Even at just on 15km this was not a difficult walk. It is possible to do this walk from Corin Dam which is the best choice in mid winter as the trail head is easier to access although that walk is longer and physically more challenging. The Corin Dam version of this walk is physically longer and more difficult so if you don’t mind the drive then doing this walk from the Mount Franklin Road is the way to go. Overall a spectacular walk and one that I am looking forward to doing on at least an annual basis; all be it with trekking poles and gaiters.
If you wish to camp in this area then you need a permit which is available from ACT parks
Trail head signage just through the locked gate.
Trail head signage with the walking register on the right
Rosella Silhouetted in a tree
Views from the trail
Keep right at this turn off. If you go left you are heading towards Stockyard Spur and Corin Dam
Route to Corin Dam and Stckyard Spur. this trail is about 2.5km longer and also much steeper
Stay on Mount Franklin Road an head towards Pryor’s Hut. There is limited directional signage on this trail as you are following the management trail
Turn off into Pryor’s Hut
Pryor’s Hut with toilet in the back left of the image. You can walk to here from Corin Dam which is a longer and harder walk but an easier drive
Rear view of Pryor’s Hut
Fire place just inside Pryor’s Hut
Back on the trail again after leaving Pryor’s Hut
As you walk don the road you will come to a hairpin bend. You can just see the trail marker post in this image
Trail marker onto Mount Gingera
Royal Bluebell in flower on the trail
Through the gate
On the day I did this walk (March) there was a Tiger snake in the wet area looking for food. He/She shot off very quickly and wasn’t there when I returned
Trail example on Mount Gingera. This is a good example. Much of the trail was more overgrown than this. Wear gaiters and bring trekking poles to make a bit of noise
The things you see when you are looking for snakes on the trail
Paper daisy on Mount Gingera
Wildflowers on the trail
Skink on the summit of Mt Gingera
One of the many spectacular views from the summit of Mt Gingera
Mount Gingera Panorama Shot
Lake Adaminaby in the distance as viewed from Mt Gingera
On the way back down
Brown Snake sunning itself on the road. Keep an eye on the road during the warmer months particularly during the middle of the day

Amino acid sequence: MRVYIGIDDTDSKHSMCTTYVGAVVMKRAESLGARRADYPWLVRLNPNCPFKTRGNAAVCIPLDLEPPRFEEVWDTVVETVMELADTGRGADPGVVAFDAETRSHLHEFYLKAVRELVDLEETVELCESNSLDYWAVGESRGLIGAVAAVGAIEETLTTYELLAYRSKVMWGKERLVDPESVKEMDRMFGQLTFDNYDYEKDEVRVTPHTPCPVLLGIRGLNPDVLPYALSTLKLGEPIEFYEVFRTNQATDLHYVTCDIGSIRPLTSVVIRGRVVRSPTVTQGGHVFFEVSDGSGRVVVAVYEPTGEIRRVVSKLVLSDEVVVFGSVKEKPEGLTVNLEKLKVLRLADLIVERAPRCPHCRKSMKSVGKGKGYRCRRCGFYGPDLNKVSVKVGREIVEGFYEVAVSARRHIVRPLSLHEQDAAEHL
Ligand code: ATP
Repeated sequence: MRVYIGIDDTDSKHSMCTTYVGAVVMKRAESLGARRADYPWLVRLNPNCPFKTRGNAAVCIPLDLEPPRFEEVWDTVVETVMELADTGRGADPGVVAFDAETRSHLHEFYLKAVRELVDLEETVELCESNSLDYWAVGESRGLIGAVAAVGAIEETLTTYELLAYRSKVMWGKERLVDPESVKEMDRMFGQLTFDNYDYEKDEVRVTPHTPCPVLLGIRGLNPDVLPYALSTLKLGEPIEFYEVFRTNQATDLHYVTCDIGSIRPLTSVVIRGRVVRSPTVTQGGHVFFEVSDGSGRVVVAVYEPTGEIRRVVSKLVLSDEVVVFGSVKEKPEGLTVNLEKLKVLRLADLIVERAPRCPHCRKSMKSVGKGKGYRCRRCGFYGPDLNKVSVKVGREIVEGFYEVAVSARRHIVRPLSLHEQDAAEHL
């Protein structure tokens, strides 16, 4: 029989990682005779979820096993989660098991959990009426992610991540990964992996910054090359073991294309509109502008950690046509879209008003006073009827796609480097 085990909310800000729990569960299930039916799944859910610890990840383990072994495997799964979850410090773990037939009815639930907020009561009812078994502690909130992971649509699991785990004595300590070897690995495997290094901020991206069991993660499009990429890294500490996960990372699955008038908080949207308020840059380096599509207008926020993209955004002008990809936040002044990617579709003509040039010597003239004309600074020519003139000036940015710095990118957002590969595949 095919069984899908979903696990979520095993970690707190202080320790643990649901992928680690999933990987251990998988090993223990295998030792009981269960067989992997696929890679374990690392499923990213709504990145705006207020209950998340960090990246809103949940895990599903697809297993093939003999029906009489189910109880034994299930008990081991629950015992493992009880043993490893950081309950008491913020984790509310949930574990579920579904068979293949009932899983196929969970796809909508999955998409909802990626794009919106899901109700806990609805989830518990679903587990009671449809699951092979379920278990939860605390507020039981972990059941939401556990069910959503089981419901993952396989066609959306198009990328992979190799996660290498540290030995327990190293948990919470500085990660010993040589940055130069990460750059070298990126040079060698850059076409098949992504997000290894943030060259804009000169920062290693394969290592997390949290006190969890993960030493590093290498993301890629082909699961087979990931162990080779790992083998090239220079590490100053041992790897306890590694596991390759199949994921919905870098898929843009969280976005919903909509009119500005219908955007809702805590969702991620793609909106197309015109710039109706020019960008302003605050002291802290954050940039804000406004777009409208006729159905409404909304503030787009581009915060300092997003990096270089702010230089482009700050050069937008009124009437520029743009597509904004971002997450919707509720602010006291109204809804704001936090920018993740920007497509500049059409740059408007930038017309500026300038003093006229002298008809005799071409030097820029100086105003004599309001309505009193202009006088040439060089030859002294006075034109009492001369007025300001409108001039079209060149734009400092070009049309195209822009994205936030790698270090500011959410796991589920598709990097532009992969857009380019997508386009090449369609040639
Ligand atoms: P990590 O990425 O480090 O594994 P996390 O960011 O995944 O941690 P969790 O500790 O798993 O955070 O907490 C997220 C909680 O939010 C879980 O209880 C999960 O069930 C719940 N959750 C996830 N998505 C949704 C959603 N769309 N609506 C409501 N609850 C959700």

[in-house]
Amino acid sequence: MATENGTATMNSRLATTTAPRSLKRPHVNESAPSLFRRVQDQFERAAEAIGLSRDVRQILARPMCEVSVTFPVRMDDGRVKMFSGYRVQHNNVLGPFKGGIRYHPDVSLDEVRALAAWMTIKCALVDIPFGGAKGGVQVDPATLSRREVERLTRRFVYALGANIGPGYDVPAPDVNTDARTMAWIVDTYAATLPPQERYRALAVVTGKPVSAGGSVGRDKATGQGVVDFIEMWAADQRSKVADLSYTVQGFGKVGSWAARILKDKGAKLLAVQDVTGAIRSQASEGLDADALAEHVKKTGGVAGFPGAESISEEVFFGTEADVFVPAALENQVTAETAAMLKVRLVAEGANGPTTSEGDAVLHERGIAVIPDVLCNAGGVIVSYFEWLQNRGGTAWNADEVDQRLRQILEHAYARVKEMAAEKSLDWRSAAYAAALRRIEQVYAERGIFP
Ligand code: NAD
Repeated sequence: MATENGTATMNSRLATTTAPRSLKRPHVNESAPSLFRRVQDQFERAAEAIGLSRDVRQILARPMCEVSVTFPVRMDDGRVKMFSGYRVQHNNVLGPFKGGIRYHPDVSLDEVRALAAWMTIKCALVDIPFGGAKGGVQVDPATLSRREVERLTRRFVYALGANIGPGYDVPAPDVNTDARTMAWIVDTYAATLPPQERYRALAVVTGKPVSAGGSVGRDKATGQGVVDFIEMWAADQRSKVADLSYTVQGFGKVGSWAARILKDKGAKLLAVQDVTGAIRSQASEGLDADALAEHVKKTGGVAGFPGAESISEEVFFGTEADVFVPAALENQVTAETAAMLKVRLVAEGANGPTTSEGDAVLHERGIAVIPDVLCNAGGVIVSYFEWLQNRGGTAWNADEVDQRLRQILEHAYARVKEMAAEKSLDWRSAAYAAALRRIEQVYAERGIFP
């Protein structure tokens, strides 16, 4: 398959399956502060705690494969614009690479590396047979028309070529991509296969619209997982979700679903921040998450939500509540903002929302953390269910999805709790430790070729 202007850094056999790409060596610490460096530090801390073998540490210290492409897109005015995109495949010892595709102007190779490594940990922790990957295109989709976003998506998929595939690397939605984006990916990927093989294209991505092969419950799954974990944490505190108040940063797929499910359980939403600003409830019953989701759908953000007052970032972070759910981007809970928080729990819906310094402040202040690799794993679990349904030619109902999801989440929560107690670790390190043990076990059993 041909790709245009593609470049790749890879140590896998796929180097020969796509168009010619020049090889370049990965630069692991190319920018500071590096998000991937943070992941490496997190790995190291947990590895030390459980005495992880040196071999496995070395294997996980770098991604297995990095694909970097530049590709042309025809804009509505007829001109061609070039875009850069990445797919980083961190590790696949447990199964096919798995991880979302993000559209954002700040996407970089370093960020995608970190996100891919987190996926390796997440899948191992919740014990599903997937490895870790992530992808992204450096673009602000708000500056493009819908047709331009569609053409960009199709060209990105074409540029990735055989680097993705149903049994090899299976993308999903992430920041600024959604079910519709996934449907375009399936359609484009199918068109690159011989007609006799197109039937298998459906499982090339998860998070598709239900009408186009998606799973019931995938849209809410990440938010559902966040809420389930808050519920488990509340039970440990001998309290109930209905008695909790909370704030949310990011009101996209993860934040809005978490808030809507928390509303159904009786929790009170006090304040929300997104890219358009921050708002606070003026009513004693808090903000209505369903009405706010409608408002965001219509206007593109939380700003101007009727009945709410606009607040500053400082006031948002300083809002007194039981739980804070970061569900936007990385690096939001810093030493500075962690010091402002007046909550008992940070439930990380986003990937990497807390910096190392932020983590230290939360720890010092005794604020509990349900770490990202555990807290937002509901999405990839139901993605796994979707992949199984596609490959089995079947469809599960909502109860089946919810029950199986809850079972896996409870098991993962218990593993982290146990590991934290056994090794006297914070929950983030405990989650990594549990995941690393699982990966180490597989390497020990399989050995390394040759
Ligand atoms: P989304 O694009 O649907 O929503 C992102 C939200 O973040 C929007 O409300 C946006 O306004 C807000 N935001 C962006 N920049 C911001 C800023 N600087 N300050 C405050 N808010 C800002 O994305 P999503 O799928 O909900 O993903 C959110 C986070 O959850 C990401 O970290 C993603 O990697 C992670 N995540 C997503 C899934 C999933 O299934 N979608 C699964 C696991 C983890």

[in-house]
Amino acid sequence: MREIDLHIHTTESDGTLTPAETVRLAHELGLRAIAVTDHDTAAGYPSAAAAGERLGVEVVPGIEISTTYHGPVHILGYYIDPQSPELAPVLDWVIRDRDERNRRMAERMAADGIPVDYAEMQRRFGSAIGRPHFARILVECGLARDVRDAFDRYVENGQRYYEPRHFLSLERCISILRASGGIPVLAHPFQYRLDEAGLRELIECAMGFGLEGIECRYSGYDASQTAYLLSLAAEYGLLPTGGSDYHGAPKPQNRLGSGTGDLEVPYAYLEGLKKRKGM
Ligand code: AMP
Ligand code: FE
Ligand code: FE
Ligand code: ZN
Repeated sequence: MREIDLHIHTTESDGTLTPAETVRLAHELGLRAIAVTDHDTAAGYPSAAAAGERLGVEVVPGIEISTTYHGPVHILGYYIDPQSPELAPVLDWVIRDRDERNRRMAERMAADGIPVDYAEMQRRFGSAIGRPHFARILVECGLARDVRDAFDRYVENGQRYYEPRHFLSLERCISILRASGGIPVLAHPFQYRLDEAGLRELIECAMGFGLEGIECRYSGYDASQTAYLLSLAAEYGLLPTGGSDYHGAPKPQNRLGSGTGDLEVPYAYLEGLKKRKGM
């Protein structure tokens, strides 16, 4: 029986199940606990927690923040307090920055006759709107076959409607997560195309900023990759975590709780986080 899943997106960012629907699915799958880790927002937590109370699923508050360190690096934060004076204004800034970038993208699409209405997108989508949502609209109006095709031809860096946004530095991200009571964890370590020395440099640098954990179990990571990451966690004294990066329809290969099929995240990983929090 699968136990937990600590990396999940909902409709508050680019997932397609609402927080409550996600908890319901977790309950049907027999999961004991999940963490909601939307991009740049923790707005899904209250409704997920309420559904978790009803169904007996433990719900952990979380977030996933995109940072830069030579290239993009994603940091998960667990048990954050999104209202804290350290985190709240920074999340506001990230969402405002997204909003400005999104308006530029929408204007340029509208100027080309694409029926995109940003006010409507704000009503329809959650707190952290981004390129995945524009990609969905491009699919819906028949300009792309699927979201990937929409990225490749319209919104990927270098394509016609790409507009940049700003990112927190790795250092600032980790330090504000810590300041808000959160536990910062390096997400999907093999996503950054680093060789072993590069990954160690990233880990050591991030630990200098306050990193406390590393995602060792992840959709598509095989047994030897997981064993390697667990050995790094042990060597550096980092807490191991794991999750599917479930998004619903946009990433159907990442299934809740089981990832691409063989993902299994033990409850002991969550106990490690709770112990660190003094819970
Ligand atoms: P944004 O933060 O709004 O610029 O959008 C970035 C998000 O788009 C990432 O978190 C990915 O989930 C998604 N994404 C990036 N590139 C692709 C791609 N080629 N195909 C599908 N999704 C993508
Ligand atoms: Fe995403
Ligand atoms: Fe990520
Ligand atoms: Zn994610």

Another snake going bush. This one was about 1.5metres in length and did raise its head in mild threat mode as it headed off
Back to the start at the carpark
Mt Gingera as viewed from the summit of Mt Ginini. Drive up to the summit of Mount Ginini after your walk for the views. You need a car with good ground clearance on this road
The Mount Gingera Google map showing the distance from the Canberra GPO to the trail head car park on the Mt Franklin Road:
Urriarra crossing. Turn left if coming from Weston Creek just after you go over the crossing
Road conditions sign. If doing this walk make sure that the Mount Franklin Road is open
Note the 2.4meter tall road markers. This gives you an idea of the possible snow conditions in winter time
Bitumen road changing to dirt. From here the Mount Gingera car park around 30km
Follow the turnoff sign and head along Mt Franklin Road
Mt Franklin Road
Just after you turn on to the Mount Franklin road there is a road condition sign which will indicated if the road is open or not
Car Park at Bulls Head
Information signage at Bulls Head picnic area
Toilets at Bulls Head picnic ground
Bulls Head Picnic area
Weatherproof shelter at Bulls Head picnic area
Just after you leave the Bull Head Car park you will see the turnoff to the Bendora Dam. Keep following the signs and head past the carpark for Mount Aggie and Mount Franklin, and Mount Ginini. You have reached your destination when you reach at locked gate.
More signs and gates. There are a number of gates you will need to access. If the conditions are bad then the gates will be closed. When you see this sign you have approximately about 15.3km to go to reach the trail head to Mount Franklin then another 5km to the start of the Mount Gingera walk.
Mount Franklin Car park turn in. Drive past this and keep on heading past the turn off to Mount Ginini to the trail head car park for Mount Gingera
Turn off to Mt Ginini. Once you see this sign then your nearly at the start of the walk for Mt Gingera
Trail head car park at Mt Gingera
This walk was undertaken by the team from Australian Hiker